John Beckwith and Jeremy Grey, a pair of committed womanizers who sneak into weddings to take advantage of the romantic tinge in the air, find themselves at odds with one another when John meets and falls for Claire Cleary.
Friendless Peter Klaven goes on a series of man-dates to find a Best Man for his wedding. But when his insta-bond with his new B.F.F. puts a strain on his relationship with his fiancée, can the trio learn to live happily ever after?
The whole gang are back and as close as ever. They decide to get even closer by spending the summer together at a beach house. They decide to hold the biggest party ever to be seen, even if the preparation doesn't always go to plan. Especially when Stifler, Finch and Jim become more close to each other than they ever want to be and when Jim mistakes super glue for lubricant. Written by
In the scene when Alyson Hannigan (Michelle) is "breaking up" with Jim, her hair is styled differently than normal. This is because she was shooting an episode of Buffy the Vampire Slayer (1997) and she ran over to the set during a break. See more »
When Nadia is talking the Sherman she sets her Pepsi can down and the sound effect is that of a bottle being put down. See more »
[Interrupted during phone call]
Hey, Marco, could you get your balls off me?
[talking about soccer balls]
Hey, what the heck's goin' on over there?
Oh, those are just my flat-mates.
See more »
I saw the movie in theaters and laughed out loud. Now, I rented the DVD. I can't say I got as many laughs as the first time, though, and I started to notice more flaws. At first I thought this movie was better than the original. Now I'm not sure. They both have great redeeming qualities that pretty much balance the scale.
The two films movie at a similar rhythm. In the original, we opened with Jim's Dad walking in on him while masturbating. In the sequel, he walks in on him while he's having sex, only it's taken to the next level with the girlfriend's parents walking in as well. And we have the keg party, with a Steadicam shot following Stiffler around, who yet again gets into a mishap with bodily fluids. And of course, in homage of the famous Nadia scene from the original, we have the guys walking in on two lesbians.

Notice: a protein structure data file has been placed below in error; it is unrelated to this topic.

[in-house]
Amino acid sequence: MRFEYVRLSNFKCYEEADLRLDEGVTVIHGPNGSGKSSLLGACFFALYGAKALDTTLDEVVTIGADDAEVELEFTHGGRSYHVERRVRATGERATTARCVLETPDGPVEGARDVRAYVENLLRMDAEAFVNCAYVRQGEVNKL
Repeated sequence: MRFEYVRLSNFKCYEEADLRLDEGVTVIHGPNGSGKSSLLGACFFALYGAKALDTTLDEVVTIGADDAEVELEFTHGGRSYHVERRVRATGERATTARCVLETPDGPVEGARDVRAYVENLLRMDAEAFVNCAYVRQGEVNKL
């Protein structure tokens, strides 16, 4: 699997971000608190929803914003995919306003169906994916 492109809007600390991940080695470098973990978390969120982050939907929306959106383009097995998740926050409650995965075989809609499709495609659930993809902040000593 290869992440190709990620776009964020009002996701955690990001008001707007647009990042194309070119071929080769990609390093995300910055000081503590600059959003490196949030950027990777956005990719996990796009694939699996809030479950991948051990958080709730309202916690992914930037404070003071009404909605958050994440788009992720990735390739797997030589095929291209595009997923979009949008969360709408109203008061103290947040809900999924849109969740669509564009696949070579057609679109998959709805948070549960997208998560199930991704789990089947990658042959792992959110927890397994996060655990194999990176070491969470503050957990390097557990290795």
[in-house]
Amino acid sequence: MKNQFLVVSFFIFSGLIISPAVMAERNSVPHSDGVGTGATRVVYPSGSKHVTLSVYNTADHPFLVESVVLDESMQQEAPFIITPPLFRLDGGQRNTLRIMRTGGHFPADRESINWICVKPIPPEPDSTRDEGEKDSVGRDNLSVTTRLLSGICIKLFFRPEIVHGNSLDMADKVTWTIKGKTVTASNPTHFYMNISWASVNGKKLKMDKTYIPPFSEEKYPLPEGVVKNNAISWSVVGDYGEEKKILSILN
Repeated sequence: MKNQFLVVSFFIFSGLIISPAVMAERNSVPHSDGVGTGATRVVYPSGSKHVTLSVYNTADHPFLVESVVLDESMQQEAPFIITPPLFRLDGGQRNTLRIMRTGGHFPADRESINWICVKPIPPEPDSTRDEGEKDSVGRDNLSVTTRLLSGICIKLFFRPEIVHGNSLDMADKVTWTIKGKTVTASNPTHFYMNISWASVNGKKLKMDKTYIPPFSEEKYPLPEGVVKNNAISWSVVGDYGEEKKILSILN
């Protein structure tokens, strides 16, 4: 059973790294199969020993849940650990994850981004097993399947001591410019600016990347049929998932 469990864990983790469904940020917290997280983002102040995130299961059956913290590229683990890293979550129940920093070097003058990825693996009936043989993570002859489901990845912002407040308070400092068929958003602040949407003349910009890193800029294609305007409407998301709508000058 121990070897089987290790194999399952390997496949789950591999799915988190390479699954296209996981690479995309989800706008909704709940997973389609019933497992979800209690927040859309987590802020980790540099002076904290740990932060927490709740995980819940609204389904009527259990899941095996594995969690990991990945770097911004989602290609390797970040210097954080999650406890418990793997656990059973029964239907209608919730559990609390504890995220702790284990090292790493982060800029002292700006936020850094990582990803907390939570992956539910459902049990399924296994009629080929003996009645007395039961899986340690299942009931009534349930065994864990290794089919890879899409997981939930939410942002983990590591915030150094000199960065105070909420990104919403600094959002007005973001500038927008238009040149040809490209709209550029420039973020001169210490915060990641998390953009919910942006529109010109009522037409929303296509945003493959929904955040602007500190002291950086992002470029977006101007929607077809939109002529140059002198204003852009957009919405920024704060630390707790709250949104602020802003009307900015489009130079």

The laughs are still there, and there are some genuinely funny moments. I don't want to give them away, though the previews and some of the other reviewers probably already did.
The cast still got it. Eugene Levy steals the show yet again as Jim's Dad. I do have to say, Stiffler's character got a little too obnoxious at times. It's often funny to hear his foul-mouthed insults, but by the hundredth time you hear him use the word "f**kface" it gets kinda old.
I'm always going to hold the "American Pie" movies several notches above the standard gross-out teen comedies, because they have zest and originality. Not to mention they're done in a professional manner. The gags are as intelligent as they are crude, and delivered with exquisite timing. And to top it off, it's a heartfelt film that is not literally all about getting laid. I thought the original had more heart to it, but the sequel also has its heart in the right place.
The music is great. The soundtrack is full of really cool songs, including "Smooth Criminal" by Alien Ant Farm. And be sure to check out the unrated DVD special edition. The commentary is cool and--unlike with the first "American Pie" unrated edition--there is some bonus footage worth checking out. The lesbian scene is extended significantly. In the theatrical version, there was only a brief nudity, but you get to see much more in this version.
I'm still not sure if I would consider this movie better than the first, but it is one sequel that lives up to the original--and that's saying a lot!
My score: 7 (out of 10)
30 of 40 people found this review helpful.
Was this review helpful to you?